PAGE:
Poached chicken/salmon with a buttery goodness

Happy last Sunday of August! This week, we learned to poach a protein. Poaching involves simmering something in liquid. I poached not one, but two proteins. Whoop whoop! I loved this technique. It was so simple and clean. Before poaching, I made a court bouillon to poach the chicken and salmon in. It was a very acidic broth. Wowsers!

The court bouillon includes the following ingredients:

  • water
  • white wine (I used Sauvignon Blanc)
  • yellow onion (coarsely chopped)
  • celery (coarsely chopped)
  • leeks (coarsely chopped)
  • bay leaves
  • crushed peppercorn
  • dried thyme
  • parsley stems
  • whole cloves
  • salt

The liquid with all its ingredients are brought to a boil and then simmered for 20 minutes. The contents are then strained and discarded. The clean broth is ready for use.

Before submerging the protein in the bouillon, the temperature of the liquid needs to be brought to 160ºF (for the chicken) and 140ºF (for the salmon). The protein is then submerged in the low-heat liquid until it reaches its well-done temperatures (165ºF for chicken and 145ºF for salmon).

Both proteins were paired with a beurre blanc (aka white buttery) sauce. Here are the ingredients used to make this glorious sauce:

  • dry white wine (I used Sauvignon Blanc)
  • white wine vinegar
  • shallots (chopped brunoise style (1/8 x 1/8 x 1/8 cut)
  • cold unsalted butter (cut into cubes)
  • salt

This sauce requires a lot of attention and focus to maintain its consistency. My chef instructors spoke about this sauce “breaking” if left unattended or overheated. The sauce will lose its thick texture and become runny, similar to melted butter. That would be a mess.

First, the wine, vinegar, and shallots are reduced to about an ounce or two tablespoons in the saucepan. Next, add one or two cubes of butter at a time, while whisking vigorously. This creates an emulsion, which is a mixture of two or more liquids that are typically immiscible, like oil and water. Continue slowly adding the butter and whisk. Lift the pot on-and-off the heat (“pot dancing”) while adding the butter and whisking persistently to control the temperature. Once the emulsion takes hold, more amounts of butter can be added a time, while still continuing to whisk. Shallots can be taken out or left in the pan. Season before serving.

This sauce is kept in a warm place or thermos until it’s ready to be served. Once this sauce is made, it cannot be reheated, as the sauce will break. I was so nervous about breaking the sauce, but thankfully, I didn’t. I was intently focused on making sure I kept the consistency of the thickness of the sauce. I was so attentive that I forgot to take required pictures of the steps leading to the final production of this sauce for my class assignment. Therefore, I had to remake it. It was great practice to make it again. I’m glad I had the opportunity. Because I knew what to expect, I felt more confident making the sauce the second time around. I was so amazed that whisking butter in an ounce of liquid could create a rich, acidic, and thick buttery sauce. The color reminded me of cream of chicken. It was so delightful and paired so well with the chicken and salmon. Yum!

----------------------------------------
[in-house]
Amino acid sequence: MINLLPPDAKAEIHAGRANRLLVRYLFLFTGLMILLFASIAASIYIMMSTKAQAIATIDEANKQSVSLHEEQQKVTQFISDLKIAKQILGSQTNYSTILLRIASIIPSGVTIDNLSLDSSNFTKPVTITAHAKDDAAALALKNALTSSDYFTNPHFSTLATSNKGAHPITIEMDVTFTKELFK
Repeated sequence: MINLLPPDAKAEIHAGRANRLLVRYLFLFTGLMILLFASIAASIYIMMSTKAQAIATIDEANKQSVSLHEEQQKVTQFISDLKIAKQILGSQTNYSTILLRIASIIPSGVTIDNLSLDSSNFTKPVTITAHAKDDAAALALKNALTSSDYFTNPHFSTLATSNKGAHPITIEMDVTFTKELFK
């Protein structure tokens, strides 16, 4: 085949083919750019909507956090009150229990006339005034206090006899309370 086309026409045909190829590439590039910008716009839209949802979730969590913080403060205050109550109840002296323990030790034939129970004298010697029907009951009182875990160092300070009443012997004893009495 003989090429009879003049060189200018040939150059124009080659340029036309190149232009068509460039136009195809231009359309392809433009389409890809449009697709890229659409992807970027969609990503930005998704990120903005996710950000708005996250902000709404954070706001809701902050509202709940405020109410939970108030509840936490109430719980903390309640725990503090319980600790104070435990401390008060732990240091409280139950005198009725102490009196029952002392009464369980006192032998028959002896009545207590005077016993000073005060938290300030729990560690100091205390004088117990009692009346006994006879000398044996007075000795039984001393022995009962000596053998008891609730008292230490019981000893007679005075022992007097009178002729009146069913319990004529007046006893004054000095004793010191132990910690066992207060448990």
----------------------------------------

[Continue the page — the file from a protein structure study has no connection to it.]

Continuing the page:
Have a lovely week as we head into September. There’s a lot happening in the world. The pandemic. The situation in Afghanistan…. People in Louisiana, you’re in my thoughts and prayers as y’all encounter Hurricane Ida. Let’s not let the negative events of the world consume our mind. Take time to reflect on the positive and always exercise gratitude. That’s what I was reminded of this past week. Being thankful for what I have and keeping that close to my heart.

Take care,

FS x

Spring chicken soup before spring is over!

I saw this awesome spring chicken soup recipe while browsing my Facebook and I HAD to make it!

https://www.delish.com/cooking/recipe-ideas/a19992009/spring-chicken-soup-recipe/

Ingredients: (of course, as y’all know, I modified the recipe.)
1 tbsp. extra-virgin olive oil
1 medium onion, chopped
2 large carrots, chopped
2 stalks celery, chopped
1/2 lb. asparagus, trimmed and cut into 1″ pieces
2 cloves garlic, minced
1 tsp. dried oregano
1 tsp. dried thyme
Kosher salt
Freshly ground black pepper
6 c. low-sodium organic chicken broth
1 whole chicken, shredded
2 sprigs thyme
1/4 c. lemon juice
2 cans of Southwest corn
Lemon slices, for garnish
My ingredients for this awesome soup!
Directions:
  1. In a large pot over medium heat, heat olive oil. Add onion, carrots, celery, and asparagus, and cook until soft. Add garlic and cook until fragrant, then add oregano, salt, and pepper.
  2. Pour in chicken broth and thyme. Bring to a boil then add chicken and lower heat. Let simmer until chicken is cooked through, 10 minutes.
  3. Remove chicken from pot and shred with two forks. Add chicken, lemon juice, and corn to pot. Cook until warmed through, 5 minutes. Garnish with lemon slices and parsley to serve.

IMG_3237

This soup was amazing! It lasted my family and I for three days!

I made pesto grilled cheese sandwiches to go along with the hearty soup.

The homemade pesto recipe is super simple:

  • Basil (Thai basil is also fine to use)
  • Pine nuts
  • Olive oil
  • Garlic cloves

Blend ingredients in a food processor or blender. It is so good! The best pesto I’ve ever eaten!

IMG_3236

I wanted to try Muenster cheese. It reminds me of Swiss. It was very yummy!